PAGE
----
Thursday, July 26, 2018

The Welcome We Weren't Expecting

by Alex Mulyowa, Trevor Bishai and Margaret Nabukenya, Interns, Kinu Village

The football game outside the Kinu house.
Most evenings around 6 p.m., the area outside the front of our house becomes the venue of a spirited game of pickup soccer. As the sun sets over the dry patches of scattered grass, a group of energetic children and teenagers from the neighborhood fill the air with excited shouts, kicks, and cheers. Four small bricks are the goalposts, and because there isn’t quite enough space between our house and the house across the path, the pitch bends a little bit to the right side of our house. The older boys usually have the ball, while younger children spend their time either chasing after it or doing cartwheels. The games begin when we return from working around the village and continue until the sun sets; a crowd of spectators both young and old add a distinct jubilant atmosphere.

Team Kinu during a planning meeting.
But these evening soccer games are not any sort of longstanding tradition here in Kinu. They began just a few weeks ago, on one of our first days here, when we started kicking a ball around outside our house. When our international team leader, Shannon, decided to pack a ball in her luggage, little did she know that it would become the source of such a fun tradition in the village, and one that signifies our brand-new presence here.

One evening, we chatted with some of the regulars on the teams to get to know them better. When speaking with Yosamu, a 17-year-old young man from the village, I was surprised at one of the reasons he gave for why he likes to come play at our house. He told us that he and his friends like playing soccer here because they “want to show love to the visitors.” Even though soccer is his favorite sport, and he likes to keep practicing regularly, coming to our house to play is his way to show us that our presence is genuinely appreciated. He is playing a part in incorporating us into the broader community of Kinu by just showing up to play. A building of mutual understanding and appreciation is taking place: while we are always happy to see the large group of kids outside, the kids themselves are evidently just as happy to have six new friends, ready to play.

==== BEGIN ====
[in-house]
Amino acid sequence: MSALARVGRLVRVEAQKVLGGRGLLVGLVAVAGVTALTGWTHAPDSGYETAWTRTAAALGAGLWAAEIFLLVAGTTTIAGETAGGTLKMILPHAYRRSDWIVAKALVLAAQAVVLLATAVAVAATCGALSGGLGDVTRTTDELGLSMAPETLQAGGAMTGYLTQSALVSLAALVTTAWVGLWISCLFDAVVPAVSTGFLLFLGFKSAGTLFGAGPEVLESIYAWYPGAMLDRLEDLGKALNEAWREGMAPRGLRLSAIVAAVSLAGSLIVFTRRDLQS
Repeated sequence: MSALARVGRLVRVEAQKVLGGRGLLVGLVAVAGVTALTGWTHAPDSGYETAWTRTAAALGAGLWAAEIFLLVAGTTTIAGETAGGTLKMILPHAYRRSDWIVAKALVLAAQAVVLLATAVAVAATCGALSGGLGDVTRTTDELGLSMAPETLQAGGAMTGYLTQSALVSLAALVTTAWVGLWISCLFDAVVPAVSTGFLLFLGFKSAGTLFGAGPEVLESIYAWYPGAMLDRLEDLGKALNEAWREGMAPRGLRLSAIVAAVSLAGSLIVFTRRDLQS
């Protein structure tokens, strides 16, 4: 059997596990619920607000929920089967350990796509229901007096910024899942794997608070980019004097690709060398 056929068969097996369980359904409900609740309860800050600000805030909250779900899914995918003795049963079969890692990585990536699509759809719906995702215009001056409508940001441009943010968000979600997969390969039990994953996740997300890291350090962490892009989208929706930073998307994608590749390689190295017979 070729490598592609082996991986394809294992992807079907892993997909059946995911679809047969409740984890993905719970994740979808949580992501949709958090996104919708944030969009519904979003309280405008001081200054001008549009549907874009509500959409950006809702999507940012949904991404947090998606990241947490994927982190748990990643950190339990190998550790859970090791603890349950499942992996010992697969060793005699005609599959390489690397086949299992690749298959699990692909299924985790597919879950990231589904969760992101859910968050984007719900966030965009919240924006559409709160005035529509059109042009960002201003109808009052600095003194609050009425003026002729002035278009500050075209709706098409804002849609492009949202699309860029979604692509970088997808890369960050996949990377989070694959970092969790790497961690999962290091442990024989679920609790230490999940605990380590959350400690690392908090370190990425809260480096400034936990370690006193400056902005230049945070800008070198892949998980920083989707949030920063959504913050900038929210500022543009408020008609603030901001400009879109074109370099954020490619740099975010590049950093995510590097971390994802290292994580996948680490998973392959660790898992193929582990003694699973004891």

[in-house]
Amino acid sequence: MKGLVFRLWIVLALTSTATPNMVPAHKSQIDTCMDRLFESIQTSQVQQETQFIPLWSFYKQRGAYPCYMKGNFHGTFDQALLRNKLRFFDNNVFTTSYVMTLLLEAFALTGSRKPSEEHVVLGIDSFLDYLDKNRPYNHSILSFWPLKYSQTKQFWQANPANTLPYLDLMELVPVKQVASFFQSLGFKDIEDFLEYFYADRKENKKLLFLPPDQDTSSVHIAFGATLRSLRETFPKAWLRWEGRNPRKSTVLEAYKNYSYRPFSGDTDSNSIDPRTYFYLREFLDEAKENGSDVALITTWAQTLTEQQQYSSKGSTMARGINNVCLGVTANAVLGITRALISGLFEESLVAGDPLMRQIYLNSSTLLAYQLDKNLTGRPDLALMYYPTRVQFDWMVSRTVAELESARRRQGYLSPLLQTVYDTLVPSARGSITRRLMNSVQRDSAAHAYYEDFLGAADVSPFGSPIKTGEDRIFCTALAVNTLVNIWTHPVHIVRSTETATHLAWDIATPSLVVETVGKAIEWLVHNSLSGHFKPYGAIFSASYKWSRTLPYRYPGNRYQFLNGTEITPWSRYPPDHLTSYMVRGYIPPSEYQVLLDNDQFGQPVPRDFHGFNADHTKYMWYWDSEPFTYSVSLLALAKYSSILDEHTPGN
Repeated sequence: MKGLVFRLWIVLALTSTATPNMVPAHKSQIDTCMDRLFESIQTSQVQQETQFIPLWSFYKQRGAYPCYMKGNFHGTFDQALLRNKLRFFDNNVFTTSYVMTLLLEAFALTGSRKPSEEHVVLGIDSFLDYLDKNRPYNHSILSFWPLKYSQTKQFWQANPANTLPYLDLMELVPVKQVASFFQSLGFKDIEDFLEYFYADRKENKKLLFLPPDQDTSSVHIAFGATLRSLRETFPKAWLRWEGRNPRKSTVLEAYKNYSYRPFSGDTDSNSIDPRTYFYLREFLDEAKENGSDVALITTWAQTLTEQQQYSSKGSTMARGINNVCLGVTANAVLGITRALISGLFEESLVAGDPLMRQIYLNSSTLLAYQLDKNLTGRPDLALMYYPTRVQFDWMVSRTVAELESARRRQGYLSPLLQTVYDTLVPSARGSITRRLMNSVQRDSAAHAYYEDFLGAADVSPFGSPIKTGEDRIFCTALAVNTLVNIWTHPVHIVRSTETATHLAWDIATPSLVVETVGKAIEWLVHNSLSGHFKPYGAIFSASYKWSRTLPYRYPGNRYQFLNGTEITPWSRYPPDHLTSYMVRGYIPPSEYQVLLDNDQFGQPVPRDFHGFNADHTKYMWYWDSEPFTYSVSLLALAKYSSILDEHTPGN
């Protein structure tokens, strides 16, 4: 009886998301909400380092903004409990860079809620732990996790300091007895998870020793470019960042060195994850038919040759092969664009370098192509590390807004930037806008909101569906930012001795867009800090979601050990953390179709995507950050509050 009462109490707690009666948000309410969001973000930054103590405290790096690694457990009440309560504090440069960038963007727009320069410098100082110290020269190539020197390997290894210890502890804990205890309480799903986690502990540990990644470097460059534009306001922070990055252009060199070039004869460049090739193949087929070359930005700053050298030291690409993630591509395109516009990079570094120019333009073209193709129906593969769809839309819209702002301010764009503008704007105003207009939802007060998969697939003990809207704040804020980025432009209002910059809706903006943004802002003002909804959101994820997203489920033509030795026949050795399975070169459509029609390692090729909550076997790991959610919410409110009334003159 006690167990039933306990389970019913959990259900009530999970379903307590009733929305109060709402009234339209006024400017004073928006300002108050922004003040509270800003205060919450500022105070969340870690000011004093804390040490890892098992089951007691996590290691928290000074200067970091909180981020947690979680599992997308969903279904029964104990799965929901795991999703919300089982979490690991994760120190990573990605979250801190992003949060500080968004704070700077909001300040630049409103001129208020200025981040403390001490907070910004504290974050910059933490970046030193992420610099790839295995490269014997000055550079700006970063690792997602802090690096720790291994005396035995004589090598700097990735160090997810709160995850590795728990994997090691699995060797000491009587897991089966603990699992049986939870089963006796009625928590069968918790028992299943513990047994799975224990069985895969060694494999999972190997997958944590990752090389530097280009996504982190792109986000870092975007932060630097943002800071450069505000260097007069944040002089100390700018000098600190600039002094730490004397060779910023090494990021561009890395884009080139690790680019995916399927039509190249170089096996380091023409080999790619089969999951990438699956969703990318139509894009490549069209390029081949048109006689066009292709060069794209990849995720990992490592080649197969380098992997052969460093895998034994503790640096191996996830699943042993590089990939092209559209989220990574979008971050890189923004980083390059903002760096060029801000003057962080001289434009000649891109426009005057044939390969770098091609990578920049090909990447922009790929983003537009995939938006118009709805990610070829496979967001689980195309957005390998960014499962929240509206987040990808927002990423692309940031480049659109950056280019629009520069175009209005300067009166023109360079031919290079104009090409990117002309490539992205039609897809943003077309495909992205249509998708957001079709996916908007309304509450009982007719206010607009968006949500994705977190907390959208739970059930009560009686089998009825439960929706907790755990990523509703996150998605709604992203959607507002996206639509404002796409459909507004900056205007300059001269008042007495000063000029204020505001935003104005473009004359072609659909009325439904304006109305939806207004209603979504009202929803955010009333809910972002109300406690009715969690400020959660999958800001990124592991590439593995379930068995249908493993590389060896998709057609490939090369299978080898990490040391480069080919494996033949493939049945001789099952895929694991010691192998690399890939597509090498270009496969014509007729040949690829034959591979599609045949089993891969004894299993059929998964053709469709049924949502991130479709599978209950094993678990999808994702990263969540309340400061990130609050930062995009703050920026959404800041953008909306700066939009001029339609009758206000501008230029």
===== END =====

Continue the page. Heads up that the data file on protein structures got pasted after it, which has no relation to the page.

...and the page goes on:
Interns practicing their football skills during orientation.
We have dedicated much of our first few weeks here to building relationships within the community, and we have done this in a variety of ways. Formally, we have met with VHTs and held introductory meetings in local places of worship. Less formally, but just as importantly, we have been playing soccer. Building relationships has been an important goal for our team, because at the end of the day, strong relationships form the foundation of successful public health projects. Public health depends on mutual understanding, learning, and growing together. While we work every day to build relationships around community health, nightly soccer games are one of the ways that the community extends its welcoming hand back to us.

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